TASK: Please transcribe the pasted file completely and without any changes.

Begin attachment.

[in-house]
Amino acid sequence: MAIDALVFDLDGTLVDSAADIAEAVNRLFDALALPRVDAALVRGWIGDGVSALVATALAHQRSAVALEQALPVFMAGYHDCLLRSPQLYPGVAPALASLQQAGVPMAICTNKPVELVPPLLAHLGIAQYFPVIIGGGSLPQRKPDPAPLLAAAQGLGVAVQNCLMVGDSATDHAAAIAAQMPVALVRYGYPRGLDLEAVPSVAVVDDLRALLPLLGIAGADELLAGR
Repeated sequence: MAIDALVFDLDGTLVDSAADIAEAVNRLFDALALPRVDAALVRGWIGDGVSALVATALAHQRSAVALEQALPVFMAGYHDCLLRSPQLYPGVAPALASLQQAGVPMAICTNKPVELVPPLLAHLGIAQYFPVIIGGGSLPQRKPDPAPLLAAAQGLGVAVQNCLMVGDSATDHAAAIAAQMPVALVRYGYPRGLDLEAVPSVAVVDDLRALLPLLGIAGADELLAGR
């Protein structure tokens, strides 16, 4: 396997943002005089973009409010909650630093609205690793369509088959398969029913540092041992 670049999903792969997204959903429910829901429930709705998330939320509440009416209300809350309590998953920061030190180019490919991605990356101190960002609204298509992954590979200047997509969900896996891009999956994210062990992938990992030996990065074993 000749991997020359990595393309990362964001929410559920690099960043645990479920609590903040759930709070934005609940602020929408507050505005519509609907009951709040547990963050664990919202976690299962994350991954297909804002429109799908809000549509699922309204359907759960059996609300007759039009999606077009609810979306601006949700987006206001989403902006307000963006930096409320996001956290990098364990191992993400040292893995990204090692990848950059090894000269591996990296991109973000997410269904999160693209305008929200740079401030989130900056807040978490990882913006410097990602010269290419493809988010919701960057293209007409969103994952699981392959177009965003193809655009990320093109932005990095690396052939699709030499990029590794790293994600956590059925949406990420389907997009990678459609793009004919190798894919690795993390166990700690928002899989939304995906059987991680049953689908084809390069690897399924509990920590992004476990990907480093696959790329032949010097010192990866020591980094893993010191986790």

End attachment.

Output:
[in-house]
Amino acid sequence: MAIDALVFDLDGTLVDSAADIAEAVNRLFDALALPRVDAALVRGWIGDGVSALVATALAHQRSAVALEQALPVFMAGYHDCLLRSPQLYPGVAPALASLQQAGVPMAICTNKPVELVPPLLAHLGIAQYFPVIIGGGSLPQRKPDPAPLLAAAQGLGVAVQNCLMVGDSATDHAAAIAAQMPVALVRYGYPRGLDLEAVPSVAVVDDLRALLPLLGIAGADELLAGR
Repeated sequence: MAIDALVFDLDGTLVDSAADIAEAVNRLFDALALPRVDAALVRGWIGDGVSALVATALAHQRSAVALEQALPVFMAGYHDCLLRSPQLYPGVAPALASLQQAGVPMAICTNKPVELVPPLLAHLGIAQYFPVIIGGGSLPQRKPDPAPLLAAAQGLGVAVQNCLMVGDSATDHAAAIAAQMPVALVRYGYPRGLDLEAVPSVAVVDDLRALLPLLGIAGADELLAGR
């Protein structure tokens, strides 16, 4: 396997943002005089973009409010909650630093609205690793369509088959398969029913540092041992 670049999903792969997204959903429910829901429930709705998330939320509440009416209300809350309590998953920061030190180019490919991605990356101190960002609204298509992954590979200047997509969900896996891009999956994210062990992938990992030996990065074993 000749991997020359990595393309990362964001929410559920690099960043645990479920609590903040759930709070934005609940602020929408507050505005519509609907009951709040547990963050664990919202976690299962994350991954297909804002429109799908809000549509699922309204359907759960059996609300007759039009999606077009609810979306601006949700987006206001989403902006307000963006930096409320996001956290990098364990191992993400040292893995990204090692990848950059090894000269591996990296991109973000997410269904999160693209305008929200740079401030989130900056807040978490990882913006410097990602010269290419493809988010919701960057293209007409969103994952699981392959177009965003193809655009990320093109932005990095690396052939699709030499990029590794790293994600956590059925949406990420389907997009990678459609793009004919190798894919690795993390166990700690928002899989939304995906059987991680049953689908084809390069690897399924509990920590992004476990990907480093696959790329032949010097010192990866020591980094893993010191986790």